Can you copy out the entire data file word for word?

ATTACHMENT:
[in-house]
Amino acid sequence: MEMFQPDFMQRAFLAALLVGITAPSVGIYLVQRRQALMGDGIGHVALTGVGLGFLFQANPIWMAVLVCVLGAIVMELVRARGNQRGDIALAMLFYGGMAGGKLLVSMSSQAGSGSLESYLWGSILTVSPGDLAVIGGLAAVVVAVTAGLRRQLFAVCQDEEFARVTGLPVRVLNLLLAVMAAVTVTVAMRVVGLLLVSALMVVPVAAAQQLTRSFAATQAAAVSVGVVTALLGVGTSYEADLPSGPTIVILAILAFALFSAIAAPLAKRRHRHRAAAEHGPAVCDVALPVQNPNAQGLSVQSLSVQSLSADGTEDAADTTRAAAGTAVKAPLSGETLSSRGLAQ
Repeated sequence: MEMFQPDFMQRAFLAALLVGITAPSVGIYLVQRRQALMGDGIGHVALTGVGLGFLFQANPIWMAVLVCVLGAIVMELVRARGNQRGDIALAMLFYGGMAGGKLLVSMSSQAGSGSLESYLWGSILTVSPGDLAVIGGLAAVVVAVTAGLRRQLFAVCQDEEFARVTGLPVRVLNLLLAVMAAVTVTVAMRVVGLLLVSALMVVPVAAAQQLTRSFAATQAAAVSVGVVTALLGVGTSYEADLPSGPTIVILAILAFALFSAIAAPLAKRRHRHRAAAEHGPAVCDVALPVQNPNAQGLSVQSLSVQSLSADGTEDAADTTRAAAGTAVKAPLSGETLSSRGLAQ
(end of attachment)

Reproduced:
[in-house]
Amino acid sequence: MEMFQPDFMQRAFLAALLVGITAPSVGIYLVQRRQALMGDGIGHVALTGVGLGFLFQANPIWMAVLVCVLGAIVMELVRARGNQRGDIALAMLFYGGMAGGKLLVSMSSQAGSGSLESYLWGSILTVSPGDLAVIGGLAAVVVAVTAGLRRQLFAVCQDEEFARVTGLPVRVLNLLLAVMAAVTVTVAMRVVGLLLVSALMVVPVAAAQQLTRSFAATQAAAVSVGVVTALLGVGTSYEADLPSGPTIVILAILAFALFSAIAAPLAKRRHRHRAAAEHGPAVCDVALPVQNPNAQGLSVQSLSVQSLSADGTEDAADTTRAAAGTAVKAPLSGETLSSRGLAQ
Repeated sequence: MEMFQPDFMQRAFLAALLVGITAPSVGIYLVQRRQALMGDGIGHVALTGVGLGFLFQANPIWMAVLVCVLGAIVMELVRARGNQRGDIALAMLFYGGMAGGKLLVSMSSQAGSGSLESYLWGSILTVSPGDLAVIGGLAAVVVAVTAGLRRQLFAVCQDEEFARVTGLPVRVLNLLLAVMAAVTVTVAMRVVGLLLVSALMVVPVAAAQQLTRSFAATQAAAVSVGVVTALLGVGTSYEADLPSGPTIVILAILAFALFSAIAAPLAKRRHRHRAAAEHGPAVCDVALPVQNPNAQGLSVQSLSVQSLSADGTEDAADTTRAAAGTAVKAPLSGETLSSRGLAQ